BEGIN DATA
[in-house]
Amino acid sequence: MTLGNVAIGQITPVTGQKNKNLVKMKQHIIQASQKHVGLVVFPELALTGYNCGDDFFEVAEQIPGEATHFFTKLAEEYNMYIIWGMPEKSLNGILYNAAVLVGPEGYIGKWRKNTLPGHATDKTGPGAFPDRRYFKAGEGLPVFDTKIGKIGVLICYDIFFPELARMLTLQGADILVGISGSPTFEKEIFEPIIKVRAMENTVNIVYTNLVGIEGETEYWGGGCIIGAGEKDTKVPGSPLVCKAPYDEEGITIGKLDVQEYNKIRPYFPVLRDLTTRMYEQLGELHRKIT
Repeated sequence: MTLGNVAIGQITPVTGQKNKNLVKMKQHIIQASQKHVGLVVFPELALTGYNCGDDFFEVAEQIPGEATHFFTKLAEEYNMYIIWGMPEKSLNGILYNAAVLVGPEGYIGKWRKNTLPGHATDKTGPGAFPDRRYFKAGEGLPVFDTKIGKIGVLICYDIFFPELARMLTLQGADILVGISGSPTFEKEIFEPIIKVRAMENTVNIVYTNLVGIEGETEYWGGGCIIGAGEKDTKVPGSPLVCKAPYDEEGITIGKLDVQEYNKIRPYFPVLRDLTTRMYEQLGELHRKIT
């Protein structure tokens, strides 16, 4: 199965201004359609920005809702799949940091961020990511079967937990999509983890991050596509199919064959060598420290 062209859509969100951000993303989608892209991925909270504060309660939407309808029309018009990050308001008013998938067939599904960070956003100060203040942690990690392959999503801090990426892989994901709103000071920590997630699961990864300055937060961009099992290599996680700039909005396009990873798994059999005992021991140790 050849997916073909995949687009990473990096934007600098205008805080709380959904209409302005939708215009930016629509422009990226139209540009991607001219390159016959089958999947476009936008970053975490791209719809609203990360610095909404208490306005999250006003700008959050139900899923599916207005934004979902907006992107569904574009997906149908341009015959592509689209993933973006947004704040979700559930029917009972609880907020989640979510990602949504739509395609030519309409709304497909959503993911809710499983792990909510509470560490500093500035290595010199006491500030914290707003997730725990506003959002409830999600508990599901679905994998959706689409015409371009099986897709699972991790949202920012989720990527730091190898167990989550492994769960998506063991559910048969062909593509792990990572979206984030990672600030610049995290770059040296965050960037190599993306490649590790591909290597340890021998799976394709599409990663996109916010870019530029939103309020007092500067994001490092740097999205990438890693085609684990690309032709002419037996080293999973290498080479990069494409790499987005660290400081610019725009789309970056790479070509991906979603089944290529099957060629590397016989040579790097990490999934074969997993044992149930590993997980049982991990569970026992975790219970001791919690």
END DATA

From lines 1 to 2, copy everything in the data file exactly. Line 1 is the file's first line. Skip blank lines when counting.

[in-house]
Amino acid sequence: MTLGNVAIGQITPVTGQKNKNLVKMKQHIIQASQKHVGLVVFPELALTGYNCGDDFFEVAEQIPGEATHFFTKLAEEYNMYIIWGMPEKSLNGILYNAAVLVGPEGYIGKWRKNTLPGHATDKTGPGAFPDRRYFKAGEGLPVFDTKIGKIGVLICYDIFFPELARMLTLQGADILVGISGSPTFEKEIFEPIIKVRAMENTVNIVYTNLVGIEGETEYWGGGCIIGAGEKDTKVPGSPLVCKAPYDEEGITIGKLDVQEYNKIRPYFPVLRDLTTRMYEQLGELHRKIT